The Shift from Trucking to Rail: The Supply Chain’s Most Eco-friendly Option


Environmental sustainability is a central issue in regards to transportation and the logistics sector. Consumer transportation experts are in constant debate of what is the best way to improve efficiency, lower costs, reduce emission, and produce a smaller carbon footprint; be it gas-electric hybrids, alternative fuels, or straight electric powered transportation. However, with information changing on a daily basis, supply chain industry and logistics professionals must make sense of all claims made by consumer transportation experts.

For international moves that are not bound by land, the choice appears to be much simpler: if shipments have to cross an expanse of water, air or ocean must generally be used. This focuses the discussion of sustainability on domestic moves, and/or the domestic portions of international moves. This discussion is usually led by two modes of transportation: rail or truck.

While trucking dominates transportation logistics processes, rail is making an impact in the distribution sector. Due to rising costs of fuel, organizations throughout the United States are depending on trains to deliver their goods. Railway locomotives can move large orders at a faster pace and more efficiently than heavy-duty vehicles. In addition, they prove to be the more eco-friendly option.

Rail freights is the eco-friendly solution to transport good in a better way for the climate. Carbon dioxide (CO2) emissions are eight times less for rail freight than traditional trucking. In addition, rail freight is very efficient on land because it avoids congestion and guarantees safety. Another advantage of rail includes the reduction of exhaust emissions, which are generally highly concentrated in cities because of the cars.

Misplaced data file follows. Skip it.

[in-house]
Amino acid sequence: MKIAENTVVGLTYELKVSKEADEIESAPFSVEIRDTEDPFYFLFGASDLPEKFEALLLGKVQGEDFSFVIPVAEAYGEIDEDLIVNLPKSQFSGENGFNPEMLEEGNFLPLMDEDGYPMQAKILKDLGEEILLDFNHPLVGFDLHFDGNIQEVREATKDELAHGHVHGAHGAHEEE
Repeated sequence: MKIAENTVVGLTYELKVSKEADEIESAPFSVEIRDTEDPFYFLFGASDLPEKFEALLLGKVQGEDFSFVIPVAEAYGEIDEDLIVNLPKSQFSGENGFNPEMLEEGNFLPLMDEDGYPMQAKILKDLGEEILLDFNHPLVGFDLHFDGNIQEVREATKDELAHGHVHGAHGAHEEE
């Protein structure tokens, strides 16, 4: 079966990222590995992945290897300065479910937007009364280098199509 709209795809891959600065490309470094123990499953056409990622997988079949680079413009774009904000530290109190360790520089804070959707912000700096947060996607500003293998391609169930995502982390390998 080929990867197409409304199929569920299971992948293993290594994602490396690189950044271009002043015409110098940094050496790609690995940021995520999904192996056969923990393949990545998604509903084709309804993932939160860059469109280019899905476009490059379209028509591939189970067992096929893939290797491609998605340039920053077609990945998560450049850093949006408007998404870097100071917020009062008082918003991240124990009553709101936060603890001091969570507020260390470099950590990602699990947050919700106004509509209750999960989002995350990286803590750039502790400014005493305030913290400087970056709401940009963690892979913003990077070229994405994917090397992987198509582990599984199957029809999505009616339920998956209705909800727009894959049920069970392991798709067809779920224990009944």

Rail is more fuel-efficient than trucking. Although rail locomotives do pollute, it is much less than trucking. For example, replacing 300 tractor-trailers with one or two locomotives is going to provide less negative externalities in regards to the environment; therefore, locomotives are more beneficial in environmental terms. Overall, the big advantage is rail’s ability to transport large quantities of stuff over long distances.

In addition, freight requires a fraction of the labor, which translates into significant cost savings for the customer. For example, two individuals, an engineer and a conductor, can operate a locomotive pulling a train of 100 rail cars. A truck carries what a single rail car can carry, and each truck requires one driver. So you need 300 trucks and 300 drivers to transport the equivalent amount of cargo as one 100-car train.

CSX Transportation (a Class I railroad in the United States), along with others in the rail industry, repeatedly voice the claim that: trains can move one ton of freight nearly 500 miles on a single gallon of fuel. In addition, efficient use of fuel means less greenhouse gases or carbon emissions for the planet. The Environmental Protection Agency (EPA) estimates that moving freight by rail emits three times less nitrogen oxide and particulates per ton-mile than highway transportation. CSX also claims that shifting 10 percent of long-haul freight from the highway to rail would reduce annual greenhouse gas emissions by more than 12 million tons.

The transition from truck to rail is gaining momentum and will become more prevalent in the years to come. Investment in the locomotive industry is expected to produce cheaper, more flexible transportation options for participants in the supply chain. Overall, railroads are the most environmentally friendly way to move freight across land.